Storytelling with light and color

I remember when I was a kid, I would sit in front of the TV and start flipping channels in a search of a good movie. While I was quickly switching channels, it took me less than a second to identify if I was looking at TV news, a talk show or a commercial ad. I guess almost everyone has this super skill, especially those who grew up in the age of SD TV and the VHS era. How could I instantly identify the type of show in just half a second?¬† The answer is quite simple, but isn’t obvious at the beginning. Apparently, as a kid I learned to differentiate various lighting scenarios that are employed for different media. So when I saw a picture filled with uniformbright light, I could tell that it was a commercial or a sitcom.When I saw moody teal colors I could tell that it was a Hollywood blockbuster with Bruce Willis beating up bad guys. The power of light and color is so strong that it can communicate information in just half a second. Light can influence our emotions, augment the drama, and simply make a difference between visual genres.


Now back to what I do on a daily¬† basis.When the Tellur Aliens project started, I knew that I didn’t want the photo real look. I didn’t want to use global illumination technique, because it could yell generic results that are based on the rules of physics and not artistic choice. Although global illumination algorithms provide a nice and balanced image out of the box, I wanted every frame of Tellur Aliens to look like moody impressionists’ paintings – with small nuances that only a human being can craft through a trial and error creative process.Every shot of the project required a unique approach in the lighting process. Sometimes the scene would contain dozens of lights, or we would manually paint an HDR image that would propagate its colors to the scene, making it look more dramatic. Despite the non-photo real style of the project, we used in-house physically plausible shaders which respected energy dispersion and conservation laws. It helped us to maintain a bridge with reality and to not go completely cartoony. Once a shot was rendered the process of image compositing would takeoff. During the compositing stage, we would further enhance the look with 2.5d relighting. The 2.5d relighting added in a bit of improvisation into the whole process, and allowed for some last minute changes in the lighting of an already rendered image.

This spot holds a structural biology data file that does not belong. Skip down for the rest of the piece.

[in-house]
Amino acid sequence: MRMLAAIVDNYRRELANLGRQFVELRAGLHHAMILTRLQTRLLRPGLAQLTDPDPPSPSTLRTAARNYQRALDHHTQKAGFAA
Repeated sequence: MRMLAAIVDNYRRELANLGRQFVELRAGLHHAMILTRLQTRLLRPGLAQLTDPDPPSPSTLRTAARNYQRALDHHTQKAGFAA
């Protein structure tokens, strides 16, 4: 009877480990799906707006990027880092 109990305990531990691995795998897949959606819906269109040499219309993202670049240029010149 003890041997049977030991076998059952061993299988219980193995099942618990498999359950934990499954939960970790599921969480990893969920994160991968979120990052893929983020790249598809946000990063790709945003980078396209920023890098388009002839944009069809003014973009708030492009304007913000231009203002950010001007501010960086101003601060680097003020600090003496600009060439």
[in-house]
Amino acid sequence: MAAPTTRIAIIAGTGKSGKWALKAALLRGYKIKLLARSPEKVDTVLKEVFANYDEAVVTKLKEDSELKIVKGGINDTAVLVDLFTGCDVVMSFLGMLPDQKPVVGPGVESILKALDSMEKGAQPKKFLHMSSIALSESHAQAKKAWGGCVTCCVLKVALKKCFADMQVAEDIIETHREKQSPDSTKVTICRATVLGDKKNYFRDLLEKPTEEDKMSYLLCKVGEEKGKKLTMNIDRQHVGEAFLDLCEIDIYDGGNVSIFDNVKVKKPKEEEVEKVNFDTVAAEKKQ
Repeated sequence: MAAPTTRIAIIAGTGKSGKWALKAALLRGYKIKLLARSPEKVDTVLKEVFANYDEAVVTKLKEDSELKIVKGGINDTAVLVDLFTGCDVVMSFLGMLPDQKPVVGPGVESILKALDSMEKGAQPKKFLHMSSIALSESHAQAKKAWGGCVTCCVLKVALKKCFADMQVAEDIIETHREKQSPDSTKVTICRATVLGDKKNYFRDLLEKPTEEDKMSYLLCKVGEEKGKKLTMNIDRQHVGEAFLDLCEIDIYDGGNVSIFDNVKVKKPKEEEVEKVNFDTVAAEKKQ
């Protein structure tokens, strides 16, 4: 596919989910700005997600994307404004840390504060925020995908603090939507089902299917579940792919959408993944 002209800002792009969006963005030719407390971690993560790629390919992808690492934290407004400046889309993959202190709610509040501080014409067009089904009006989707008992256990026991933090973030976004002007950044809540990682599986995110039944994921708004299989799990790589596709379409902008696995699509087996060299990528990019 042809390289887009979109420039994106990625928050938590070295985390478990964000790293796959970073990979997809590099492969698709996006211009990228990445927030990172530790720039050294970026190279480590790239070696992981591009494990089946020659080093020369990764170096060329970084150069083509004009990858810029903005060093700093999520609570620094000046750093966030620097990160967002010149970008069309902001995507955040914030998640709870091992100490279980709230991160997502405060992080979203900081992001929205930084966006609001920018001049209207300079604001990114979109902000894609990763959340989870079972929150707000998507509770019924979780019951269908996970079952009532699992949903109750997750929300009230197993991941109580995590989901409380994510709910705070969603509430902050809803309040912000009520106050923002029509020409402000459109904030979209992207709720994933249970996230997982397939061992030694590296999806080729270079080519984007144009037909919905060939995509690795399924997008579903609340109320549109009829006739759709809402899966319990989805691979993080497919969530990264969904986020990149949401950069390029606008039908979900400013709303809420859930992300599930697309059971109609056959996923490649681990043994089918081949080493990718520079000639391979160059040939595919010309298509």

Considering the different lighting scenarios that I unconsciously perceived when I was a kid, I tried my best to push the Tellur Alien look more towards a movie-like style than a sitcom or a news program with generic colors and lighting. Would I flip over the channel if I saw a frame of Tellur Aliens? Hopefully not!


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